For the advanced portion of our project, we wanted to create a predictive model that represented the wildfire data. More
specifically, we wanted to see how well we could classify fire size given a set of features. Because the datasets are
so large, supervised learning was the way to go - the dataset already provided the labels (
FIRE_SIZE_CLASS). The heavy lifting required lied in cleaning the data, extracting features, and splitting the dataset into appropriate
Scikit, and NumPy were the tools used to complete this section of the project. You can view the details of how we
created the classifier in the source code at /wildfires/wildfire_classifier.py
There were a lot of columns that were extraneous for the purposes of classification, so the only columns we used were:
STATE. Rows that had any of these columns missing were removed from the training/testing sets because we wanted to execute
on as complete data as possible. Doing this removed further skewing, as we would have had to impute missing data, which
doesn't really make sense without deeper knowledge about wildfires in the U.S. Finally, classification was performed
on the dataset separated by year.
Before training with features, we first had to extract features from the original dataset. Some columns were used as is (like
STAT_CAUSE_CODE) and others had to be defined from existing data, like
There was a bit of experimentation with different features before settling on the above set. The reason for using
STAT_CAUSE_CODE is fairly self-explanatory. With
season, we figured that there might be more fires and perhaps bigger fires during the summer due to dryness and hotter temperatures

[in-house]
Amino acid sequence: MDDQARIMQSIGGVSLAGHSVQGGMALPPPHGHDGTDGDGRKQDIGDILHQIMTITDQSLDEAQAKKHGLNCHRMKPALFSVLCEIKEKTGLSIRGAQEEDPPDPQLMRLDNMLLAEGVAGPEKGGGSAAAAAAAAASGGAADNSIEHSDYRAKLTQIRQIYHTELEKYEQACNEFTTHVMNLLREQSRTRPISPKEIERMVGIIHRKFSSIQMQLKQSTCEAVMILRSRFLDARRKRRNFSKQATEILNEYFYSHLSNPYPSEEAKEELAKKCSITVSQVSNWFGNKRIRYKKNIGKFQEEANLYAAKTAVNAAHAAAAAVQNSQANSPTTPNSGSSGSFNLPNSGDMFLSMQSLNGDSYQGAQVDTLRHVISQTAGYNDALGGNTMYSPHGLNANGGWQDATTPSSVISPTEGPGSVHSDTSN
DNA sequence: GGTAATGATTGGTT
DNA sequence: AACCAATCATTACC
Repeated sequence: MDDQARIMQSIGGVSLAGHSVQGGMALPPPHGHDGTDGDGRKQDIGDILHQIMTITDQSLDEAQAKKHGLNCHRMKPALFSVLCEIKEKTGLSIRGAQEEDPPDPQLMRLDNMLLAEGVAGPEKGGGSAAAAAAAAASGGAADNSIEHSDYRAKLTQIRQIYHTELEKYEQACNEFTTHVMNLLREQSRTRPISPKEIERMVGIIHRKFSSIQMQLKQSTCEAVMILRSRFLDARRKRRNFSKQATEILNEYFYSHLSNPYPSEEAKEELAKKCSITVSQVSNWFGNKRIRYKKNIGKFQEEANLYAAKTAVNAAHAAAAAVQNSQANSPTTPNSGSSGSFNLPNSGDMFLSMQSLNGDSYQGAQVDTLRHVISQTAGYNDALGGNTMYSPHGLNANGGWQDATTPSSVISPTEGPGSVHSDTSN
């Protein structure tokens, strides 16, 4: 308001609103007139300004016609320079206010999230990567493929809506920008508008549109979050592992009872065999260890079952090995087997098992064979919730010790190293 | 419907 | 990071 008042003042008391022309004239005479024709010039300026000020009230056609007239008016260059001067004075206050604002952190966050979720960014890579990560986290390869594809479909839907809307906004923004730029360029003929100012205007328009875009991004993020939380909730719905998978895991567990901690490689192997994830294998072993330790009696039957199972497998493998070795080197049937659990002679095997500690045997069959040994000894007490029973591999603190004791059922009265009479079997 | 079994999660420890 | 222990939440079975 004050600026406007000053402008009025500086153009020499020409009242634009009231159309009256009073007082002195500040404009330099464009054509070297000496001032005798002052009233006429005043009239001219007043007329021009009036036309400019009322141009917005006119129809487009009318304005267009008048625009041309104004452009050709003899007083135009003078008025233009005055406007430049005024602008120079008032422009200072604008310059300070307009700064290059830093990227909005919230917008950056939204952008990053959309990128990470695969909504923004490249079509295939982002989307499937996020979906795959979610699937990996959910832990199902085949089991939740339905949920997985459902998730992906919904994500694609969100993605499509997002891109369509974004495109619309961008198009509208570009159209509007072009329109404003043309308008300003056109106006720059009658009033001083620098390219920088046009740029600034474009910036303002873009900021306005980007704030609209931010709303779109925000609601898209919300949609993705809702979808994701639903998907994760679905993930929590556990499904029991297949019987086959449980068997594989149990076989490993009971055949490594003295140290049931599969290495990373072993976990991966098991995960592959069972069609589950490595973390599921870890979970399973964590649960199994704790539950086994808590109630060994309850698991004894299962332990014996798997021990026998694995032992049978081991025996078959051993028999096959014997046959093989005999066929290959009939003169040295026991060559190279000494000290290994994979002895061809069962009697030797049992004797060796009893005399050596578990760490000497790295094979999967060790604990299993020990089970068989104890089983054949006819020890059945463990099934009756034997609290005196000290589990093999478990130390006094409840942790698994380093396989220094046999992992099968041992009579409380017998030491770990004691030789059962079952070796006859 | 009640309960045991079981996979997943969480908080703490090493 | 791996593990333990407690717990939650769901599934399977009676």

in certain areas like California.
region was chosen because different regions have different environments, resulting in different factors that might go into
affecting a fire. Furthermore,
Once finished with feature extraction, we had to split the feature vectors and labels into training and testing sets. A Multinomial Naive Bayes (because labels are not binary) was fit using an 80-20 split.
The classifier did not perform as well as we would have liked it to. For example, in 1995, the classifier accuracy (calculated as number of correctly matched labels over total size) was 54.34%. After further investigation into the confusion matrix, the classifier was predicting only two class sizes, A and B. This is most likely due to the fact that there are so many more small fire sizes, compared to larger ones. As we learned in class, Naive Bayes does not work well with skewed data.
From this evaluation, we experimented with different features and labels. For example, instead of using the exact cause of the fire, we can separate a cause into two buckets: natural vs. human. Unfortunately, this performed roughly as well as the original evaluation.
Interestingly, we were able to get good classification by handling the labels differently, while using the original features. Instead of directly using the class sizes, the sizes can be bucketed into small (A through C), medium (D through F), and large (G). Doing so yielded "good" results - the classifier predicted with more than 90% accuracy. But, looking at the confusion matrix to see where the predictions were true and false, all the predictions ended up in the "small" bucket. Again, we predict that this is due to heavy skewing due to the number of small fires.
Overall, there is definitely room to improve. Perhaps we could have chosen a more normalized sample of the dataset to train on, instead of training on the skewed data. Or maybe we could have chosen better features and extracted features into more fitting buckets. Because predicting a fire size is a fairly unusual characteristic to "predict", and the fact that a fire's context (i.e, date, cause, season, etc.) might in fact be somewhat dependent on each other, a Naive Bayes model may not have been the best choice to use for our classifier.
Results from 1992 to 2015
Using these features: STAT_CAUSE_CODE, region, season
|Year||Classifier Accuracy (correct predictions / total predictions)|
Use the following form to predict a fire size class for a particular year.